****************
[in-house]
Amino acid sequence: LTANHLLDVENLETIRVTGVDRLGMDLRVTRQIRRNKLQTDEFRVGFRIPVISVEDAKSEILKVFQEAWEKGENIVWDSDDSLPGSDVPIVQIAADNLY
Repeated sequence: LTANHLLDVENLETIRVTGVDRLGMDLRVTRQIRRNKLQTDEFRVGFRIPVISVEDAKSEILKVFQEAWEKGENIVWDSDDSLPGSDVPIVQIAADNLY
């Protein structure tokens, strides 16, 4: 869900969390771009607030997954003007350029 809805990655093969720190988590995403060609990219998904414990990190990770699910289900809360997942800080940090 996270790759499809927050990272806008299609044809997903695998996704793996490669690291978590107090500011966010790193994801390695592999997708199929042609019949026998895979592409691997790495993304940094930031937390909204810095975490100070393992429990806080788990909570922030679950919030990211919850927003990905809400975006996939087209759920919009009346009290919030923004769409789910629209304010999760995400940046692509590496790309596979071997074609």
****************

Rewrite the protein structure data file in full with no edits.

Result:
[in-house]
Amino acid sequence: LTANHLLDVENLETIRVTGVDRLGMDLRVTRQIRRNKLQTDEFRVGFRIPVISVEDAKSEILKVFQEAWEKGENIVWDSDDSLPGSDVPIVQIAADNLY
Repeated sequence: LTANHLLDVENLETIRVTGVDRLGMDLRVTRQIRRNKLQTDEFRVGFRIPVISVEDAKSEILKVFQEAWEKGENIVWDSDDSLPGSDVPIVQIAADNLY
């Protein structure tokens, strides 16, 4: 869900969390771009607030997954003007350029 809805990655093969720190988590995403060609990219998904414990990190990770699910289900809360997942800080940090 996270790759499809927050990272806008299609044809997903695998996704793996490669690291978590107090500011966010790193994801390695592999997708199929042609019949026998895979592409691997790495993304940094930031937390909204810095975490100070393992429990806080788990909570922030679950919030990211919850927003990905809400975006996939087209759920919009009346009290919030923004769409789910629209304010999760995400940046692509590496790309596979071997074609």